“Another big thing you can do is to shorten the class for advanced students, and elongate the class for the slower students. So the advanced students might want to get out early, they might want to do more things on their own, they might want to do real-life applications. You can dismiss them and keep working with the slower students.”
Essential for students who may need more help is the opportunity to communicate with an instructor outside of the classroom. “Most instructors offer their own e-mail addresses, so if the student is studying and is stuck they can contact the instructor and ask them a question. They can use our e-mails and communicate and ask for any clarification,” Campbell said.
Unfortunately, despite the a series of checks and balances during course enrollment, the need to consider removing a student from a class does arise from time to time. “It is done sometimes,” Melfa said. “If there’s an absolute mismatch, the student is not going to like it at all, they’re going to become disruptive and can be a drag on the rest of the class.”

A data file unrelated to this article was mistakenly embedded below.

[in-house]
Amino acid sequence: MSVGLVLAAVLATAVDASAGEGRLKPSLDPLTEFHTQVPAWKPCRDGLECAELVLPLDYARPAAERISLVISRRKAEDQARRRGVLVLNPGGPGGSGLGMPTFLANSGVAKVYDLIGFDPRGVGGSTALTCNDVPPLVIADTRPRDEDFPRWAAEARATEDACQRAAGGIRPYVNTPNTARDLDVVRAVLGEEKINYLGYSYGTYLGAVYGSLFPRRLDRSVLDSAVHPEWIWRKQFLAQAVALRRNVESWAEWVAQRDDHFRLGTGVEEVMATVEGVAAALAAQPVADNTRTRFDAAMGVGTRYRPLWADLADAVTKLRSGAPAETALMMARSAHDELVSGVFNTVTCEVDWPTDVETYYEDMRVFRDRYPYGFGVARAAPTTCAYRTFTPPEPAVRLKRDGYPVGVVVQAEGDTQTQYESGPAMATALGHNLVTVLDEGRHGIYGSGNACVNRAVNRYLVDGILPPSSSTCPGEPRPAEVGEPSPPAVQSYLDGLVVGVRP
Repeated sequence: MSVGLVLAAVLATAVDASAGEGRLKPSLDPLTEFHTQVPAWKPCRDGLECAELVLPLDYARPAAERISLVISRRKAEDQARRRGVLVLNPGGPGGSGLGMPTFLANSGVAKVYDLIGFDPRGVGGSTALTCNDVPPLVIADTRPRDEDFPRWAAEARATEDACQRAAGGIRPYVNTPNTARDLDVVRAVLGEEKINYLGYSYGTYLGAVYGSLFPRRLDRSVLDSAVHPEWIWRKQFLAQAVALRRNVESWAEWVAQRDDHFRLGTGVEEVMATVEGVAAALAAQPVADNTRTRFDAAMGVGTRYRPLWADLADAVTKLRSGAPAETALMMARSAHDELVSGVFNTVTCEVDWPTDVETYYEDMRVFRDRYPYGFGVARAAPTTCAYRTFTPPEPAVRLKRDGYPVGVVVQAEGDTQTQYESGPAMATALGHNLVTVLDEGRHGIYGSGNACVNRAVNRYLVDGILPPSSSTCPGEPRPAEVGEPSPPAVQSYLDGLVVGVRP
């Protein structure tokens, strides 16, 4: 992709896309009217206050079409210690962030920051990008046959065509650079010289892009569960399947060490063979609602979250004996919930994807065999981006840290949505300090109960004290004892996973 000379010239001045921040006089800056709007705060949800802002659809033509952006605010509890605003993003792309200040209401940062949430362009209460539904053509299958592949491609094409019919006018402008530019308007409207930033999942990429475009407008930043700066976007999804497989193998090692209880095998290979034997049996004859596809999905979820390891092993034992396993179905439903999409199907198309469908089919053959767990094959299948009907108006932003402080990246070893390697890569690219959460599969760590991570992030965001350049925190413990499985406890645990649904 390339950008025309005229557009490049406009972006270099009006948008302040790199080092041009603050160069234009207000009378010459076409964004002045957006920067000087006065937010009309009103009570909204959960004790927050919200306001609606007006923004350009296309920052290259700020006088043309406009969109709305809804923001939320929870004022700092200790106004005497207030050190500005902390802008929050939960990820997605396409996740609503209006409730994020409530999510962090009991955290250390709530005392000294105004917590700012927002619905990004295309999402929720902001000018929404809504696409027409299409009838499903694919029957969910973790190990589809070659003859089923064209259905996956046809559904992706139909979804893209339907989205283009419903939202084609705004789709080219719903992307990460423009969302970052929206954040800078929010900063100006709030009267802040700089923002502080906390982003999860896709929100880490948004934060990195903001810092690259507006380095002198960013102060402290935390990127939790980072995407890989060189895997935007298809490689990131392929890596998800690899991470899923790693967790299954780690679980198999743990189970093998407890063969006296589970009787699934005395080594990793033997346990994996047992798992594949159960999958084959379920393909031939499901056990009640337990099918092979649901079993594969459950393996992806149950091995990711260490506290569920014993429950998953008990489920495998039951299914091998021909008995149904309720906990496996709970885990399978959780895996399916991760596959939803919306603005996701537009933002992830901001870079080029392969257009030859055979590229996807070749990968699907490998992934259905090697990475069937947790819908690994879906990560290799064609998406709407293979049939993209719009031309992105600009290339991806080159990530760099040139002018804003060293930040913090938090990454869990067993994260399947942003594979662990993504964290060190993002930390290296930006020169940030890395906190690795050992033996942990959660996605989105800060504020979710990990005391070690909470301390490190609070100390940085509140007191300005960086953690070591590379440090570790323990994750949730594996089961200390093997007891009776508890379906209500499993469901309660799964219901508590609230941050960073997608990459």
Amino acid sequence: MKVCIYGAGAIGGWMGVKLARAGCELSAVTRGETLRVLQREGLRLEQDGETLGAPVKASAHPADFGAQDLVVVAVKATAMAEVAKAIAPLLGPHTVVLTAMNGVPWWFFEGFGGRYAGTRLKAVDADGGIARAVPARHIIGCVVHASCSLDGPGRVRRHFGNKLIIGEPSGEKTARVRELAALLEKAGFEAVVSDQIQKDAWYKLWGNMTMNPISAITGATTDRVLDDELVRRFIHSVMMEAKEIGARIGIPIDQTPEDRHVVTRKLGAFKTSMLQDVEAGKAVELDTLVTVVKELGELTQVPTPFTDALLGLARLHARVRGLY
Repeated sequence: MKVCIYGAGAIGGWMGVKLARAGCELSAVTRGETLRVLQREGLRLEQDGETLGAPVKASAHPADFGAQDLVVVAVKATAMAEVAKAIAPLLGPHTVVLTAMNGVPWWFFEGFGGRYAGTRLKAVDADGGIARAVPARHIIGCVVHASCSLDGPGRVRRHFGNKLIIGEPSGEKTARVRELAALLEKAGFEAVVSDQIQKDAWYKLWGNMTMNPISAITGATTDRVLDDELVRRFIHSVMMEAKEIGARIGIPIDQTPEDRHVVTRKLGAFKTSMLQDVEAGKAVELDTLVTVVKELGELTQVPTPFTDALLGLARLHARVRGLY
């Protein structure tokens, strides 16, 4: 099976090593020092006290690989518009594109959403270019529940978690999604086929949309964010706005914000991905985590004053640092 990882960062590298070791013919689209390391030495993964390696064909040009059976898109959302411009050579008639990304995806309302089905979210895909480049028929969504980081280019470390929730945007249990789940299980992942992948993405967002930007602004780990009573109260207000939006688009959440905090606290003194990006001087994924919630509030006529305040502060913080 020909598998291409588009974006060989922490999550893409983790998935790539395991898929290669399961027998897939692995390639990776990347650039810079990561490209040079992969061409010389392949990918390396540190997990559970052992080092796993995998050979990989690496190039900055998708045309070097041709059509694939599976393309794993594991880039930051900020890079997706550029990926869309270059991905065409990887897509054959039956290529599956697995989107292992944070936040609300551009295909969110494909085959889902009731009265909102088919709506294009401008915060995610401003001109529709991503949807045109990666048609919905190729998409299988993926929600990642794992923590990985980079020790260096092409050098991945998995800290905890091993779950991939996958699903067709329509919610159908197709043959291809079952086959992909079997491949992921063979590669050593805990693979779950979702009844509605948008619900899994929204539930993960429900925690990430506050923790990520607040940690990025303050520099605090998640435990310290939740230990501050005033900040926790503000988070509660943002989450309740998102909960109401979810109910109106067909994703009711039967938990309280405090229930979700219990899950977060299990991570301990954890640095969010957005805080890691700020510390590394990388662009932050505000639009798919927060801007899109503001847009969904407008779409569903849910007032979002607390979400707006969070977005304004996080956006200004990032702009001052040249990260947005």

Campbell agreed and offered a potential solution as well. “Usually, if it gets to the point where we suggest that the student be moved to a lower-level class, the student is willing to do that as well because they identify that they’re in a little over their head and that they need to back up a little bit,” she said. “We might suggest that they go back and take the prerequisite class again—or, if they didn’t take because they thought their skills were there, maybe we should have them take that class.”
When a student is removed from a course, or moved to a lower-level one, it is important to find out why the student may have fallen through the cracks. “Removing students is one thing, but also, you have to go back to the responsible manager or training manager after you’ve discussed it with the student,” Melfa said. “You need to ask the manager, ‘What are you trying to accomplish?’” Melfa said that those selling the class need to know the importance of matching students to a class and also the ramifications of a student-course mismatch.
For the most part, students end up in a class they belong in. For those who are on the slower side, there are ways to help them succeed. Melfa explained the mark of a great trainer in one sentence: “Good instructors get into class early, work through lunch and stay late, and they spend extra time with slow students.”
Elizabeth Perveiler, firstname.lastname@example.org